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Symptomatic relapse and long-term sequelae of COVID-19 in a previously healthy 30-year-old man
  1. Hatem Abdallah,
  2. Florence Porterfield and
  3. David Fajgenbaum
  1. Department of Internal Medicine, Perelman School of Medicine, University of Pennsylvania, Philadelphia, Pennsylvania, USA
  1. Correspondence to Hatem Abdallah; Hatem.Abdallah{at}pennmedicine.upenn.edu

Abstract

Much has been reported on the clinical course of severe COVID-19, but less is known about the natural history and sequalae of mildly symptomatic cases and the prospects of reinfection or recurrence of symptoms. We report a case of a patient with mildly symptomatic PCR-confirmed COVID-19 who, after being symptom-free for 2 weeks, redeveloped symptoms and was found to be PCR-positive again >4 weeks from original testing. Surprisingly, IgG and IgM antibody testing was negative 2 months after reinfection. Although no negative testing was performed between the two symptomatic bouts, this case raises the possibility of reinfection after controlling the virus and highlights the long period with which a patient can shed virus and experience symptoms after initial infection. Characterising variations in clinical symptoms and length of viral shedding after improvement is essential for informing recommendations on patients safely resuming contact with others.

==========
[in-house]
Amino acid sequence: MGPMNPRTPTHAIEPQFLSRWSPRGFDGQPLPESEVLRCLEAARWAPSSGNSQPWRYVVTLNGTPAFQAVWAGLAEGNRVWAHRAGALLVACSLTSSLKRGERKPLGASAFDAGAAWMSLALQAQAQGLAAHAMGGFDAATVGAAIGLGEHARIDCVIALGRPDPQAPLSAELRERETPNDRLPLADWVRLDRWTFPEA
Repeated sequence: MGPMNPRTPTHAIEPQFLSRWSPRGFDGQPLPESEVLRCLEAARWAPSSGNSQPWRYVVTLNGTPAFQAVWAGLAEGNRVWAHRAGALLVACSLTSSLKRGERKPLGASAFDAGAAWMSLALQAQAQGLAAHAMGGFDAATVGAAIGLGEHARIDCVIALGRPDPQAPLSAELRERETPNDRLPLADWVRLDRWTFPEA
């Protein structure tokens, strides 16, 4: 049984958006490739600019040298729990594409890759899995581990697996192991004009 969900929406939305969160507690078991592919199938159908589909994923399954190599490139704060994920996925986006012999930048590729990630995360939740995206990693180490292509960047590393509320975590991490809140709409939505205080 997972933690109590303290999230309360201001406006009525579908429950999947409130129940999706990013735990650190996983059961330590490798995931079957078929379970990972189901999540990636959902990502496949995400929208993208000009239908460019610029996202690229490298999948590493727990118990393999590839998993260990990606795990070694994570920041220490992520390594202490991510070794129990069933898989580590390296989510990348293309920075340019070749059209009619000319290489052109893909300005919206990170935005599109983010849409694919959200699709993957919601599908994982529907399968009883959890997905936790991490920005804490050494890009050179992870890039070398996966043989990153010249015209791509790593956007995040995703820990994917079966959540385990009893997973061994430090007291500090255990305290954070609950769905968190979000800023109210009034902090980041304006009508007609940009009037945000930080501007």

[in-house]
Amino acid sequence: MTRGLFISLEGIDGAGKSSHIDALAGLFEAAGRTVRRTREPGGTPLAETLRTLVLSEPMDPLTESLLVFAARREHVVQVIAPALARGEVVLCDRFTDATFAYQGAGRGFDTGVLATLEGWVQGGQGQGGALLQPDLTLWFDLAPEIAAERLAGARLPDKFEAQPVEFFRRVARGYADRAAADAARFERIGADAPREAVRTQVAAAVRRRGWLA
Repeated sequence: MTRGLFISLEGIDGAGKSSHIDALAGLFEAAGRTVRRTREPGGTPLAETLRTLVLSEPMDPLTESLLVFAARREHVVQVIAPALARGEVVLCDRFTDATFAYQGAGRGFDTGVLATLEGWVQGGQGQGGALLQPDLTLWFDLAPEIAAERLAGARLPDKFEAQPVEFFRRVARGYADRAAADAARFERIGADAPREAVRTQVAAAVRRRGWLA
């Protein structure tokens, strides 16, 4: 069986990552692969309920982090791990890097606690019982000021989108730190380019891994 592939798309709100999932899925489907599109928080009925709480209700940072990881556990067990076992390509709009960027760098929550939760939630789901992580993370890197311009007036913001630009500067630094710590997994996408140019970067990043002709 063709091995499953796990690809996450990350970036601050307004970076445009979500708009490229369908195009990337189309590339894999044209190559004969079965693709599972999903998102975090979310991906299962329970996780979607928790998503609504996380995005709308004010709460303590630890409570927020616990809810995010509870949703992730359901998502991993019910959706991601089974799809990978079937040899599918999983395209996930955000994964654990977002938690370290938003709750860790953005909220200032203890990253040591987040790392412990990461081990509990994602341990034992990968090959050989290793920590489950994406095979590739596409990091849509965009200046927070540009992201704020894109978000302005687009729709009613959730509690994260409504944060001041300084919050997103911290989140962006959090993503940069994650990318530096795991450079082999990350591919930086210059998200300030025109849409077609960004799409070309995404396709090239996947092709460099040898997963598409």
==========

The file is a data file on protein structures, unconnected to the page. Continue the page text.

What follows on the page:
• infectious diseases
  • public health
  • migration and health
  • TB and other respiratory infections

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Footnotes

  • HA and FP contributed equally.

  • Contributors HA: data collection, manuscript writing. FP: data collection, manuscript writing. DF: manuscript writing.

  • Funding The authors have not declared a specific grant for this research from any funding agency in the public, commercial or not-for-profit sectors.

  • Competing interests None declared.

  • Patient consent for publication Obtained.

  • Provenance and peer review Not commissioned; externally peer reviewed.